Venice is one of the most beautiful cities in the world built on a lagoon composed of over a hundred small islands surrounded by an immense network of canals. All the Renaissance and Gothic buildings, bridges, and blue waters combine to create a magical city like no other.
It sounds wonderful, but also like it would be somewhat of a challenge to navigate using a wheelchair, right? Surprisingly, it is not as bad as you might think. Of course, the bridges are an obstacle, but there are many other areas in Venice that are wheelchair-friendly.
I was in Venice for two and a half days and managed to pack in a lot during my brief stay which all took place on the Grand Canal. All of the places I will mention can be reached by using the vaporetto bus. If you missed my previous post explaining all the wheelchair accessible transportation options in Venice, you can find it here.
Accessible Areas on the Grand Canal
Piazza San Marco
The square is very wheelchair-friendly as it is flat and the only stairs I encountered were the set that led to the next island over. You could easily spend the better part of the day taking in all the sights here.
Doge’s Palace (Palazzo Ducale)
The palace was the residence of the Doge, the seat of government, and the palace of justice. It’s a huge gothic palace that started its construction in 1301 and finished in 1450. Inside is the Grand Chamber Council, a really large hall where the ruling elites of Venice used to meet.
St. Marks Basilica
It was originally built in the early 9th century, but burned down in 976 during a revolt against the Doge Pietro Candiano. His successor, Doge Domenico Cantarini, began restorations and it was eventually completed in 1071.
Most of the basilica is accessible, except for a short set of stairs that lead to the Cupola of the Prophets where you can see the Pala d’Oro, a gold altarpiece studded with all kinds of gemstones. The Pala d’Oro is semi-visible from the main part of the church.
Museo Correr offers displays of Venetian art, history, and culture.
The museum’s website advises that visitors call before arriving to ensure that their accessibility needs are met.
Nearly all the other museums I have been to in Italy are very wheelchair accessible. This one has a step that’s about 6 inches high. I had some extra help from a local person who was pushing me around and a manual wheelchair when I went to visit, so we managed fine, but it would have been difficult in a power wheelchair.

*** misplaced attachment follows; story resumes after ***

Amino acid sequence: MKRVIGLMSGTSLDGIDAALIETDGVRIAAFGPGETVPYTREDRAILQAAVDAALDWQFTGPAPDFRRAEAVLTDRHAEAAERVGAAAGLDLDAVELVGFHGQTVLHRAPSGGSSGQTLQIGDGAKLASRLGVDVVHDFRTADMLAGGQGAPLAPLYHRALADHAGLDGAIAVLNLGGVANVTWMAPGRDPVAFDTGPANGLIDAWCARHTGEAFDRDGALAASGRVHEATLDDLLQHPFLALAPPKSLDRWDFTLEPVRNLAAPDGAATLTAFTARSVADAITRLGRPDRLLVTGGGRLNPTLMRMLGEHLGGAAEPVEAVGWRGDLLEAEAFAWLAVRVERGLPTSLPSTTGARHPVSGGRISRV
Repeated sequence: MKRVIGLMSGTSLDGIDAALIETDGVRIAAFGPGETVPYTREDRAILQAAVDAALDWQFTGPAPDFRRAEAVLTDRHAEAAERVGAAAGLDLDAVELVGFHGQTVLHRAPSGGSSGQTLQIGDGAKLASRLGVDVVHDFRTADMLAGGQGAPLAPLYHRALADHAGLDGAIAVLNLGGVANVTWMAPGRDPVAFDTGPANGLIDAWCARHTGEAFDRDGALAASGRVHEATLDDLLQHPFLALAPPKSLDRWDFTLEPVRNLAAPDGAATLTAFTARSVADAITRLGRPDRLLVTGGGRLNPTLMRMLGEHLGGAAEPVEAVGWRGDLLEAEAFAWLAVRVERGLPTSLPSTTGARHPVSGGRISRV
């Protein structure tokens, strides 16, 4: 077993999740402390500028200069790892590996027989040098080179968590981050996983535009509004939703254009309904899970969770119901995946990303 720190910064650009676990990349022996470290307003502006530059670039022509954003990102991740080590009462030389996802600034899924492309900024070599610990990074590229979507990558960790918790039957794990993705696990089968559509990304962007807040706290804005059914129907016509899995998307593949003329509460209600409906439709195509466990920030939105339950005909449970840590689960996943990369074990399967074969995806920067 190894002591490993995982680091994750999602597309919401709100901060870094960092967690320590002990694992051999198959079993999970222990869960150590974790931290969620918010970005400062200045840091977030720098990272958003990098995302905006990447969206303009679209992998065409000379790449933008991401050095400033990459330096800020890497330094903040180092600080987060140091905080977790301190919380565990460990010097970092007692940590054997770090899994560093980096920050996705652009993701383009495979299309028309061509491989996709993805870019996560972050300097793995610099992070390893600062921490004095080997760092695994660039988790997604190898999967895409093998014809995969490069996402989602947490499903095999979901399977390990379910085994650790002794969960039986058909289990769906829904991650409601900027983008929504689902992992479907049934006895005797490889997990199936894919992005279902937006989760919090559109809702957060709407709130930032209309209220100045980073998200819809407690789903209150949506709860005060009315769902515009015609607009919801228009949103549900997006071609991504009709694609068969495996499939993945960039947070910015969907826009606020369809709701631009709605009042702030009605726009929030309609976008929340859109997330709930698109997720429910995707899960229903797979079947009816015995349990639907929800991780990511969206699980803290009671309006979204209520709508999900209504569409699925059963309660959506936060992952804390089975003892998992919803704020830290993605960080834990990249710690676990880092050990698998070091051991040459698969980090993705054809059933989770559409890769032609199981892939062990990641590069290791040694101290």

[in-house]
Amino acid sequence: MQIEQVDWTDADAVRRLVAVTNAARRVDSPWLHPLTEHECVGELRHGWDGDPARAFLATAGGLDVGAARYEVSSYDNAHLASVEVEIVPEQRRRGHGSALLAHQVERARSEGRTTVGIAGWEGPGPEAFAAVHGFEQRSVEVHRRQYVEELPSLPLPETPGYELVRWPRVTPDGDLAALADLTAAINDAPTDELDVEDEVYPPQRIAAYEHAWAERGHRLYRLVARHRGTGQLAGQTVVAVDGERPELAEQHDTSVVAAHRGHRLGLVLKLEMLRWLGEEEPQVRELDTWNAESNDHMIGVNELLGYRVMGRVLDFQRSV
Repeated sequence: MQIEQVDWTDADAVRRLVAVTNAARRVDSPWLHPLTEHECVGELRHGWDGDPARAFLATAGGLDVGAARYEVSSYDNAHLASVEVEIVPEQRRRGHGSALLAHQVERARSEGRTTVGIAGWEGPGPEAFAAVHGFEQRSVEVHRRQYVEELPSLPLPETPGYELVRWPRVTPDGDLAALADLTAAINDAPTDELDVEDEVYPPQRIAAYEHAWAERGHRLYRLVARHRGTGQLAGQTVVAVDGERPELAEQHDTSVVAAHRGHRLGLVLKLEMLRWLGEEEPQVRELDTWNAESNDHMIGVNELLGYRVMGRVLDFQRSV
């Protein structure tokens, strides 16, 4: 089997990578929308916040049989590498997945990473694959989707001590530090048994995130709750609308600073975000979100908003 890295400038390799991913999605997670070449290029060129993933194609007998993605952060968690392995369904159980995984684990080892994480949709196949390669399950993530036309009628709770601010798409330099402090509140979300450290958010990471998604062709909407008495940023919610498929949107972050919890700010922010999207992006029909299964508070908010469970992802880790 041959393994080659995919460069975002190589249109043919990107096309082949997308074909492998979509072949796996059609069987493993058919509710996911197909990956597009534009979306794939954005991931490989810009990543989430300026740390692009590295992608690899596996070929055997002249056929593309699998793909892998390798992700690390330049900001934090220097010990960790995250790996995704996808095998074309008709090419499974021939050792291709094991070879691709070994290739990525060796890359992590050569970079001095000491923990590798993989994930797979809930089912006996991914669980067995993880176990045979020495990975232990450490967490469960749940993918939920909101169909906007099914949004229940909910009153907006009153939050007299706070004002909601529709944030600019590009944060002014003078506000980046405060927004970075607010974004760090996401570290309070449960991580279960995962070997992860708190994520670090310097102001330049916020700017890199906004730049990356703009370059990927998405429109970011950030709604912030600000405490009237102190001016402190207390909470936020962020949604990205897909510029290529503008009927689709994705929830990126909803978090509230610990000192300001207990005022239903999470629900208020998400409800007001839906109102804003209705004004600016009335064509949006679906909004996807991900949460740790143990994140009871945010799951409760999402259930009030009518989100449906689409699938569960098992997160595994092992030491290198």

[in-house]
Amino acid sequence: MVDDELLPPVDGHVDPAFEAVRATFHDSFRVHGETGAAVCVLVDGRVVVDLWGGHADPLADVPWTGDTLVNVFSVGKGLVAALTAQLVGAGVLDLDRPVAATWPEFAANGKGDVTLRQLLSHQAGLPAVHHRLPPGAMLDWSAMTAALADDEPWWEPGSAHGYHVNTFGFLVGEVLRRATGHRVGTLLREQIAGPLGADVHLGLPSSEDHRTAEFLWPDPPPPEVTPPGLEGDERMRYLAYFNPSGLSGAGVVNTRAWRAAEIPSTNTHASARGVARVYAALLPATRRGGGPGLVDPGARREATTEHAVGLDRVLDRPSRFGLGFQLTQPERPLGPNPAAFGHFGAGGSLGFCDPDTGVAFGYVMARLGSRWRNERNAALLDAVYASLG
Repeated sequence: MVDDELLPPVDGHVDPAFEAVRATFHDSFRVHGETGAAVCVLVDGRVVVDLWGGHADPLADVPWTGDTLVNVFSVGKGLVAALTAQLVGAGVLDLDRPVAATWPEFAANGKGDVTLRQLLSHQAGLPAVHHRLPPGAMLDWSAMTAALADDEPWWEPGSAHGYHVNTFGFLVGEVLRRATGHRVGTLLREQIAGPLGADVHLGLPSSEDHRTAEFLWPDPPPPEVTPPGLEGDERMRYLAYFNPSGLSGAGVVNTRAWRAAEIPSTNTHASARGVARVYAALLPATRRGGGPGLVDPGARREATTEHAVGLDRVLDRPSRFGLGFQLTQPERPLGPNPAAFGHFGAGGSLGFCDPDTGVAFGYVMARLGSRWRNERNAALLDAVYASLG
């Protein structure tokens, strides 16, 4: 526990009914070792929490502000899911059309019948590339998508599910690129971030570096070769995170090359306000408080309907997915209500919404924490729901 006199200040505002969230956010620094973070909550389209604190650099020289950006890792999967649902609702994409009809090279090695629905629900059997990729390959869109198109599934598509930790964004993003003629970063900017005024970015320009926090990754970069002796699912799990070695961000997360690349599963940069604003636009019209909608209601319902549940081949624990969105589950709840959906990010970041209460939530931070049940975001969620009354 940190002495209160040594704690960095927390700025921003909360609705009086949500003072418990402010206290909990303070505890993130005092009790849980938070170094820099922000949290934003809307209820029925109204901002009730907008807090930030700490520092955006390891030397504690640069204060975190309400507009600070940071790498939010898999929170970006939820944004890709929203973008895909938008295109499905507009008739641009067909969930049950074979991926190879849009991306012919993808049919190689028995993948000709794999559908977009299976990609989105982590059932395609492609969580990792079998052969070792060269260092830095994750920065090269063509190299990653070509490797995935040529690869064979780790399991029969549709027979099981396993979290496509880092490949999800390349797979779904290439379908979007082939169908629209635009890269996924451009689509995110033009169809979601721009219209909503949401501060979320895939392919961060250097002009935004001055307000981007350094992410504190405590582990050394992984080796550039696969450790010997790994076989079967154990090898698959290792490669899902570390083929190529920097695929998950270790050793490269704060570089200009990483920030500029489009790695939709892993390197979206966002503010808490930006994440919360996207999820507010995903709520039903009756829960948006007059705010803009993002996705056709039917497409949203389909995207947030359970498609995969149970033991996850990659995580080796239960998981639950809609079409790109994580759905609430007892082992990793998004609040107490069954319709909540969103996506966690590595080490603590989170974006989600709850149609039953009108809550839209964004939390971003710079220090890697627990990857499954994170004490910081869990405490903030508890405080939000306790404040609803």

Once we were inside the building, I was ushered into a very small elevator (56 x 100 cm) that could only fit me and one of the museum staff who had a key to operate it.
Shopping and Dining
There are many restaurants and department stores in the San Marco area that have accessible entrances.
There are also signs on the pavement that say “WC” which lead to a wheelchair accessible bathroom.
The Accademia Gallery has collections of art that range from the fourteenth century to the Renaissance period.
Note: Entrance is free for wheelchair users and one additional person travelling with you. There are accessible bathrooms in all the museums I mention.
If you plan on catching the train to another city this is where you would need to get off the vaporetto or whatever other form of transportation you are taking. The train station is called Venezia Santa Lucia. Sala Blu arranges accessible seating on the train for those who require it. You can find their office in many major train stations throughout Italy, including Santa Lucia. They have a lift that will get you from the platform up onto the train and there are accessible bathrooms onboard.
Piazzale Roma is the entrance of Venice, but it also has restaurants, souvenir shops, and if you want to go on an accessible gondola ride you’ll find it at this square.
For about a year now there’s been a wonderful company, Gondolas4all, who have been offering accessible gondola rides. They have a lift that lowers both you and your wheelchair down into the gondola. It’s pretty neat. They are located at Piazzale Roma which can be accessed by hopping on the vaporetto bus. They offer the rides for 30, 45, or 60 minutes and can accommodate two additional passengers who do not use a wheelchair. I booked mine ahead of time by email and paid at the end of the ride.
The gondola ride was definitely one of my favourite experiences in Venice.
Stay tuned for my next post which will be all about the accessible hotel I stayed at in Venice.